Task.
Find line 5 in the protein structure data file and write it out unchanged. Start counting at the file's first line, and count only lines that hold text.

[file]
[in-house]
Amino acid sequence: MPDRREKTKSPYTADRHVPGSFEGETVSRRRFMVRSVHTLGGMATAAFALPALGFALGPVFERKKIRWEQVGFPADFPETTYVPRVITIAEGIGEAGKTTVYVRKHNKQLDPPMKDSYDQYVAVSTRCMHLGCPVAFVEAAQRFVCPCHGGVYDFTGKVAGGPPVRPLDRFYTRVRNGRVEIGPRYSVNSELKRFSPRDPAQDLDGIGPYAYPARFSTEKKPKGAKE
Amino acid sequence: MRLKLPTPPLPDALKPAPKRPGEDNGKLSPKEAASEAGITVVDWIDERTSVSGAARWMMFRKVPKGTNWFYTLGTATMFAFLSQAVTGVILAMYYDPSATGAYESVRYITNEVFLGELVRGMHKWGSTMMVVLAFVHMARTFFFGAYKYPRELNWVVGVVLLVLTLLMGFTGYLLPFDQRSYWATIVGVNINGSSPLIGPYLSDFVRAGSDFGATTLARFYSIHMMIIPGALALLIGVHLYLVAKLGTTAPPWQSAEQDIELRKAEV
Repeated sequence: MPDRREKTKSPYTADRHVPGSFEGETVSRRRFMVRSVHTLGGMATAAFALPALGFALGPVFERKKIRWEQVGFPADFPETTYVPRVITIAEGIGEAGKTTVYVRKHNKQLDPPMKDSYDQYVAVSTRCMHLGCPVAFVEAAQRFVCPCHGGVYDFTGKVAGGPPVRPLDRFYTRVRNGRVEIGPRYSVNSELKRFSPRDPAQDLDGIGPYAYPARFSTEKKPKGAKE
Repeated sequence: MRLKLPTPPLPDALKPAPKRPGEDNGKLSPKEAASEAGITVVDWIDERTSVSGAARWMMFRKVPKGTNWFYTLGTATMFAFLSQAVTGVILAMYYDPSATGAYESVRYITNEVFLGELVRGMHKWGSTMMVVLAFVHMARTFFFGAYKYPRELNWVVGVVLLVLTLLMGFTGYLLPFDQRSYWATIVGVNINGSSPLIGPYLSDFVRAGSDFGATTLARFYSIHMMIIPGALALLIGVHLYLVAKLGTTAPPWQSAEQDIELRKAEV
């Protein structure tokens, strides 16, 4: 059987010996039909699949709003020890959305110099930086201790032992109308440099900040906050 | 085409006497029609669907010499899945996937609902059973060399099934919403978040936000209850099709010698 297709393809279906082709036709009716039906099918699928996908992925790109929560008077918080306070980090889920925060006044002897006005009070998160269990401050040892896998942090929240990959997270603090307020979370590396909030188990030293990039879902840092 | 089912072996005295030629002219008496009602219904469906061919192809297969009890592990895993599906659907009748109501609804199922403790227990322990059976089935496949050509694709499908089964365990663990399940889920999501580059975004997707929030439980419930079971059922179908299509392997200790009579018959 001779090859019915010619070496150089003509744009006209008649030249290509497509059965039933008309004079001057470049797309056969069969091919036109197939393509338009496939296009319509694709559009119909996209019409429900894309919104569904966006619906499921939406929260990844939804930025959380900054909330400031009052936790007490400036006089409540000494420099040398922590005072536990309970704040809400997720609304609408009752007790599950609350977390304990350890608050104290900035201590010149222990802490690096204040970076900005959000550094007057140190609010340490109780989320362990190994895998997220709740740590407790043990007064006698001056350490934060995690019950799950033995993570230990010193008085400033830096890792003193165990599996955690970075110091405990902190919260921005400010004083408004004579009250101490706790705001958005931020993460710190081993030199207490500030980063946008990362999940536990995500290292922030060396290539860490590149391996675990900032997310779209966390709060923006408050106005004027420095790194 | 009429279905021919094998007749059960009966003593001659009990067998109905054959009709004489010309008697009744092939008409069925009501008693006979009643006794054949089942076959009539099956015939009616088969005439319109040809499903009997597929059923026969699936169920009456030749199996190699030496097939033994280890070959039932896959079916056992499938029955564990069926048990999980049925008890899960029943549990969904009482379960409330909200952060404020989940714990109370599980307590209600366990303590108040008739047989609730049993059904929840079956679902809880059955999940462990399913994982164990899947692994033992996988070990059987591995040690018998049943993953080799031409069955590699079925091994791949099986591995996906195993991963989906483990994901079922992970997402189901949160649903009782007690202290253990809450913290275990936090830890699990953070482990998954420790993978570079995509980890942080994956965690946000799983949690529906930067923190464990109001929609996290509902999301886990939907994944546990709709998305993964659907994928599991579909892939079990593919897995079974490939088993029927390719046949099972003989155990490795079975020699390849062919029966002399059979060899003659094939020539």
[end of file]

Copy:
Repeated sequence: MRLKLPTPPLPDALKPAPKRPGEDNGKLSPKEAASEAGITVVDWIDERTSVSGAARWMMFRKVPKGTNWFYTLGTATMFAFLSQAVTGVILAMYYDPSATGAYESVRYITNEVFLGELVRGMHKWGSTMMVVLAFVHMARTFFFGAYKYPRELNWVVGVVLLVLTLLMGFTGYLLPFDQRSYWATIVGVNINGSSPLIGPYLSDFVRAGSDFGATTLARFYSIHMMIIPGALALLIGVHLYLVAKLGTTAPPWQSAEQDIELRKAEV